Amazingly, the new coalition is also set to include Ra’am, a primarily Islamist party of Palestinian citizens of Israel. Their active participation would mark the first time in history that a majority Arab party actively formed part of an Israeli governing coalition, a notable and welcome milestone that could help further normalize Palestinian citizens of Israel playing a major role in political life.
Certainly, this ragtag coalition of left, center and right-wing parties united primarily by their opposition to Netanyahu will likely struggle to agree on a policy agenda. While we have good reason to hope that it would be far more moderate and reasonable than its predecessor in many areas, we also cannot expect that it will act to end the intolerable, unjust and deteriorating status quo of endless occupation and recurring violence.
For J Street, our mission at this historic moment is clear. In the wake of the horrific violence of recent weeks in Israel, Gaza, the West Bank and East Jerusalem, we have begun to call for a fundamental reset of US policy toward the Israeli-Palestinian conflict — a reset focused on addressing the root causes of violence, including the daily injustice of occupation, and on holding our close ally far more accountable for its actions.
Now, with a new political era beginning in Israel, such a reset could not be more timely.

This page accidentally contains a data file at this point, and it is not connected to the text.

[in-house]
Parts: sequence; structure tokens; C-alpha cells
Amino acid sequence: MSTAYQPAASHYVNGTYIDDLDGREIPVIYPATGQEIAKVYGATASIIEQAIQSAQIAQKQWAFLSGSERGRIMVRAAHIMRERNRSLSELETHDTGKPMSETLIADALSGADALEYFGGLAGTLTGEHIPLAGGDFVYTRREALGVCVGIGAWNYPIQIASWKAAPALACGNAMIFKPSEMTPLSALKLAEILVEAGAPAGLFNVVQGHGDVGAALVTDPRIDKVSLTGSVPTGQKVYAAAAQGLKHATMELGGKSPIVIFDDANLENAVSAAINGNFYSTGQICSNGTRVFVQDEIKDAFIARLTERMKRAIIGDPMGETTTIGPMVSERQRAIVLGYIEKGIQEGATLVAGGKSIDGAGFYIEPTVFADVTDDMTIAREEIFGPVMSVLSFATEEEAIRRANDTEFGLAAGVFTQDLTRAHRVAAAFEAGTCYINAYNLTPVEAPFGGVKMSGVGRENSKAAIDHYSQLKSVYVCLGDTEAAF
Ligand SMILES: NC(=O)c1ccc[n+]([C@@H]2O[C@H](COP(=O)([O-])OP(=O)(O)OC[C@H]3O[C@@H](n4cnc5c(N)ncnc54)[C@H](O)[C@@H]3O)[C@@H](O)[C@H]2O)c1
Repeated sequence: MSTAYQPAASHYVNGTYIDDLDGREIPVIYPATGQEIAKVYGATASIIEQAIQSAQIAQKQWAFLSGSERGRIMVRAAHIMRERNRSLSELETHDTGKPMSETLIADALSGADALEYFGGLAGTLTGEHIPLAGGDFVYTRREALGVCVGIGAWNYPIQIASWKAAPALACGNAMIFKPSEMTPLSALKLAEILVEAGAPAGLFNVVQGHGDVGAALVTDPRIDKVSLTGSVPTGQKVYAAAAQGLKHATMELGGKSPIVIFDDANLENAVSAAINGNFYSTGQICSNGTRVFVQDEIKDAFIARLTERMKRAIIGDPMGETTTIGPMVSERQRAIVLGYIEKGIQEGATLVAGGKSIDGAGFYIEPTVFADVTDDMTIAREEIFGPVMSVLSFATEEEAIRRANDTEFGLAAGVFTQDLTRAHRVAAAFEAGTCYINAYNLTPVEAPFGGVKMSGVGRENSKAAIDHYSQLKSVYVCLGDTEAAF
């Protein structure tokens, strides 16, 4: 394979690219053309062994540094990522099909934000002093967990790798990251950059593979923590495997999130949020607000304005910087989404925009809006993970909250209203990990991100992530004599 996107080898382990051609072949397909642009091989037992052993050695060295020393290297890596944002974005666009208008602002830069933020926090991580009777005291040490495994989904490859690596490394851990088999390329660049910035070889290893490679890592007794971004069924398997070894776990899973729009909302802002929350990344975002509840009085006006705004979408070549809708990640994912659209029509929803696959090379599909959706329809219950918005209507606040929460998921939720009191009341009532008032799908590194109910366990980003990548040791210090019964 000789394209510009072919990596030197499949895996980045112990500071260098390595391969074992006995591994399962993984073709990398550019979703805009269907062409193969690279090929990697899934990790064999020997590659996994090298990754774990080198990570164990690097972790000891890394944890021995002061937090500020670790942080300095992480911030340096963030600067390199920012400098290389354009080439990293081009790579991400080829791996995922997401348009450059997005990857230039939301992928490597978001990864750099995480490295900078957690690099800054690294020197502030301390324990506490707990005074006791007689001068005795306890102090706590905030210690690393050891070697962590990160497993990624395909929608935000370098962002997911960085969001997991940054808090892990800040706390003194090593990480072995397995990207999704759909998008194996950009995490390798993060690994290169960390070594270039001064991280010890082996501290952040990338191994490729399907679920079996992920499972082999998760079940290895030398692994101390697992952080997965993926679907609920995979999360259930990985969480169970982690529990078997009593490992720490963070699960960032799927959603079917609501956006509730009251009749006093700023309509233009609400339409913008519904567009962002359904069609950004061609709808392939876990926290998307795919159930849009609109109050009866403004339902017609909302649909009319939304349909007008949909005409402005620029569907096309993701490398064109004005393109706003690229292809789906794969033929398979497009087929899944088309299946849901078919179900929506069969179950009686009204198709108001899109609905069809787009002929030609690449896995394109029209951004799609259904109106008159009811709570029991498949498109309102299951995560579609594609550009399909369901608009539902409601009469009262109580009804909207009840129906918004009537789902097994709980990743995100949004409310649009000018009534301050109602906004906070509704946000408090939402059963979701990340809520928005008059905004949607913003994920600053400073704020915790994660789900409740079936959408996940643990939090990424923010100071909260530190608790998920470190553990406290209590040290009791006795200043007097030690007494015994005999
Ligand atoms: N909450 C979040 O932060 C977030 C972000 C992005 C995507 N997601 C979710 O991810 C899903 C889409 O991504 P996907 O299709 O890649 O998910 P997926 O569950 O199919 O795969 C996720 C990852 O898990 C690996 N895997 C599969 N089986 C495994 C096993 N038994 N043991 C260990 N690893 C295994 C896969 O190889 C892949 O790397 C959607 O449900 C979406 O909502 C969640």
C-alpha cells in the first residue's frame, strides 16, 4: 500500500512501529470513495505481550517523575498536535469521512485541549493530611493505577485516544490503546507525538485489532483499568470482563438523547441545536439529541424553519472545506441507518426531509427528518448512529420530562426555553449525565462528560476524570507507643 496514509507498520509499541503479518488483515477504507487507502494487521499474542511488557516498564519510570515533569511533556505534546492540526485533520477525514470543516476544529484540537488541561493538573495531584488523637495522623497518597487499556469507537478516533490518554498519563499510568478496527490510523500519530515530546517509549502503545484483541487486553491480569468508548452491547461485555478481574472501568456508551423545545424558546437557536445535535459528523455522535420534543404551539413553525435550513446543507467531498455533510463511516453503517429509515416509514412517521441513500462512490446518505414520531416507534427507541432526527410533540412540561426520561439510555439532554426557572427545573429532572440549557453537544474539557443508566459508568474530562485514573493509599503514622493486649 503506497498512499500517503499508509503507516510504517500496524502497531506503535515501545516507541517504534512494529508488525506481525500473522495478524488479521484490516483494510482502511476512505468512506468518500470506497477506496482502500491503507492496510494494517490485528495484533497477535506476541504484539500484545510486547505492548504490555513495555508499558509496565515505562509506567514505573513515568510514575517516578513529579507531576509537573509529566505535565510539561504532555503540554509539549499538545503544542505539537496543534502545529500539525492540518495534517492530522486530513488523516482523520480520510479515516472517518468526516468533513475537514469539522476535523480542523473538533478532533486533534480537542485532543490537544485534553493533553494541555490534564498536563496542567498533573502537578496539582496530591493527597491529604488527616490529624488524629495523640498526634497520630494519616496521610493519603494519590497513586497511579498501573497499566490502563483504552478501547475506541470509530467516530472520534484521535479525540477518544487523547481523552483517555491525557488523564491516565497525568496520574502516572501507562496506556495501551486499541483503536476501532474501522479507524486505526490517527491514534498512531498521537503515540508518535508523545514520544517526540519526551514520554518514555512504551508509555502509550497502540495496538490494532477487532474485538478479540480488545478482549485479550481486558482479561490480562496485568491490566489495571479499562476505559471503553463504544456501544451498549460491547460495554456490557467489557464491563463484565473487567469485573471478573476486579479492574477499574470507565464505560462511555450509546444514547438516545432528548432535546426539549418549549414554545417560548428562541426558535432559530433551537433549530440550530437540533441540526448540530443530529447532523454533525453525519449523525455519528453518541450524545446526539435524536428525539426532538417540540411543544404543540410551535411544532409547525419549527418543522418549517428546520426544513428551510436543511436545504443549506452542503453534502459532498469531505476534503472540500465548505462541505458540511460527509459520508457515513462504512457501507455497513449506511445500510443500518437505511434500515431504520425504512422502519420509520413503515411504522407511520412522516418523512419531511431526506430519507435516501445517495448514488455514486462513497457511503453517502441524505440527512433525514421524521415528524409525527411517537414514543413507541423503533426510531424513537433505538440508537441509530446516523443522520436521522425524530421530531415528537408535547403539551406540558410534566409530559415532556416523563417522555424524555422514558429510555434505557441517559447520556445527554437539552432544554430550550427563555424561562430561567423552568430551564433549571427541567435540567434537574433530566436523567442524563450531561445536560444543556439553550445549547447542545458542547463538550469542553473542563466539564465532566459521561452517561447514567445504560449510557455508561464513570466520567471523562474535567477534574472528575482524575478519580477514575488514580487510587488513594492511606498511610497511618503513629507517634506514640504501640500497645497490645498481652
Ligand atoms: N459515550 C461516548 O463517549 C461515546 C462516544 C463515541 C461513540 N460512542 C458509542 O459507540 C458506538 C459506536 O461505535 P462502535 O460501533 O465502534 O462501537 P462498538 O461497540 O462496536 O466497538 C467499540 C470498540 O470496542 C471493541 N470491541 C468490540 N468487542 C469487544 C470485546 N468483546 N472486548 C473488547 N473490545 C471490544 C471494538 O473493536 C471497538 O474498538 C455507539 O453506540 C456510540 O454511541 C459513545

In the coming weeks and months, as a new government finds its feet, American leaders should reaffirm their commitment to Israel’s security and future — while at the same time making absolutely clear that the disastrous, right-wing policies and ideology of the Netanyahu era have put both in terrible jeopardy.
They should urge the new government to pursue a very different new path, one that recognizes the dangers and injustices of occupation and meaningfully commits to diplomacy and compromise. They should not hesitate to confront unacceptable destructive measures by Israeli or Palestinian leaders which violate human rights and push peace further from reach — including acts of de facto annexation like settlement expansion, demolitions and evictions.
As we urge Congress and the Biden Administration to pursue this reset, we will also continue to do all that we can to stand with and strengthen our progressive Israeli allies — those who will now likely have a foothold in government as well as those outside the Knesset who continue to advocate for the rights of both Israelis and Palestinians to freedom, security, equality and self-determination.
We will make clear to the new Israeli government that the overwhelming majority of American Jews share our movement’s opposition to settlement expansion and occupation, our support for a lasting peace agreement and our commitment to democracy, equality and human rights.
We don’t know for sure what will happen in the coming days and weeks — no one does.
But we do know that no matter what, in this moment of transitions, new opportunities and new challenges, our work will continue to focus on the transformational changes that we need to see in American politics and policy in order to promote true progress and a better future for Israelis and Palestinians.